Living in a time of health concerns brought on by a previously unknown viral threat brings me a heightened awareness of the historical mysteries recorded in these ledgers from the past. Advertisements give a clue to the extensive maladies that troubled mankind hundreds of years ago, many of which remain challenges even today. Liver ailments, gout, yellowed eyes, rashes, sleeplessness, and obesity are just a few things for which patented tonics and trusted treatments abound. Based on a sampling of papers such as Leslie’s Illustrated, Harper’s Weekly and any of the Wild West titles in the vast Rare & Early Newspapers collection, there is no doubt left that disease is a plague of the human condition.
Nothing, however, seems to baffle and burden society as a whole, and physicians in particular, as diseases of the mind. And The Gentleman’s Magazine  that I pulled out from October of 1808 describes the tension brought about by the ignorance in a field so relevant to our existence.
In particular, the writer addresses Mr. Urban on the unfairness of the societal and ecclesiastical condemnation of suicide, without considering the mitigating circumstances of mental illness.
In consequence of an unusual conflux of suicidal cases occurring nearly together a few months ago, the feelings of Humanity appeared to be much outraged; many calumnious and violent opinions, mingled with false censure, were inserted in our daily prints; the conduct of Juries was the subject of much unqualified condemnation; and al almost entire ignorance of the true state of the awful cases brought under their cognizance, laid the foundation of much unmerited reproach.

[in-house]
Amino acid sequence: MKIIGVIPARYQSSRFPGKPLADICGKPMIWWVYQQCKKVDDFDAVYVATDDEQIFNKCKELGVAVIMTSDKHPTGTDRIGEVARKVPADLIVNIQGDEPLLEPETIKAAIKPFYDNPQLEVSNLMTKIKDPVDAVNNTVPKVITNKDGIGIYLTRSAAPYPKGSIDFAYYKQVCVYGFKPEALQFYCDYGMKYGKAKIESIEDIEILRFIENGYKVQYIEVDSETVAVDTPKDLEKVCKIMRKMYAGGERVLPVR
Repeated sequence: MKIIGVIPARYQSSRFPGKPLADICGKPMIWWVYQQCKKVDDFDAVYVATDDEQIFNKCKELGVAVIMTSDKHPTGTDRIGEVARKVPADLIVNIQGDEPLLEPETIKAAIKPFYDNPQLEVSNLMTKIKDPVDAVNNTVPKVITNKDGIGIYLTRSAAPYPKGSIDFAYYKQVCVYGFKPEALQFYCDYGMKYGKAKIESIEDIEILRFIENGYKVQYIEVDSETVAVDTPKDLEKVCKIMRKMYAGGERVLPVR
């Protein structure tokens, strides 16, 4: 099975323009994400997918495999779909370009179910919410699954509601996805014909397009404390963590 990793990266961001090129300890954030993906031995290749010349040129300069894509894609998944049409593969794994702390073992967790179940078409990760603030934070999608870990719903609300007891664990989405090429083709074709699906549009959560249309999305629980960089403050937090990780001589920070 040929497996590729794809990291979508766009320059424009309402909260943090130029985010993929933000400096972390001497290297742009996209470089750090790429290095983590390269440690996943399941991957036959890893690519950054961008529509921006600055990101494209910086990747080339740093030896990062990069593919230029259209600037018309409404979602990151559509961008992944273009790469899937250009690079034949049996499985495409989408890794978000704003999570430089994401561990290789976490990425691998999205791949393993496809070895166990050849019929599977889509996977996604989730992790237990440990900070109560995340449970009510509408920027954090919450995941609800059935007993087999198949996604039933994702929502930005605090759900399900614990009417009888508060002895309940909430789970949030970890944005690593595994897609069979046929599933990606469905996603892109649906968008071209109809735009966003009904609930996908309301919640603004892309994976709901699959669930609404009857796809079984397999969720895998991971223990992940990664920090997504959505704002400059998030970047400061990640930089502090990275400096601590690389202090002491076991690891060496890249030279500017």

His pointed statement halfway through the piece provides an explanation for suicide with the following question and answer: “Why does it appear that Suicide is more general than formerly? The answer is at hand: Insanity is an increasing disease. A few of the bulky catalogue of human ailments have evidently decreased; unfortunately, this is not of the number.”
There’s so much more in this article that speaks to the same subject today. While I don’t know concerning the correlation between the two, I do applaud the perspective towards those who suffer in this way. It was a lofty goal then and is, in my humble opinion, still.
It is an absolutely demonstrable fact, that in nine cases out of twelve of self-destruction which our daily papers record, the previous situation of the subject is known, and the fatal crisis might be prevented were this knowledge acted upon with firmness, promptitude, and that just method which honour, humanity, and justice demand.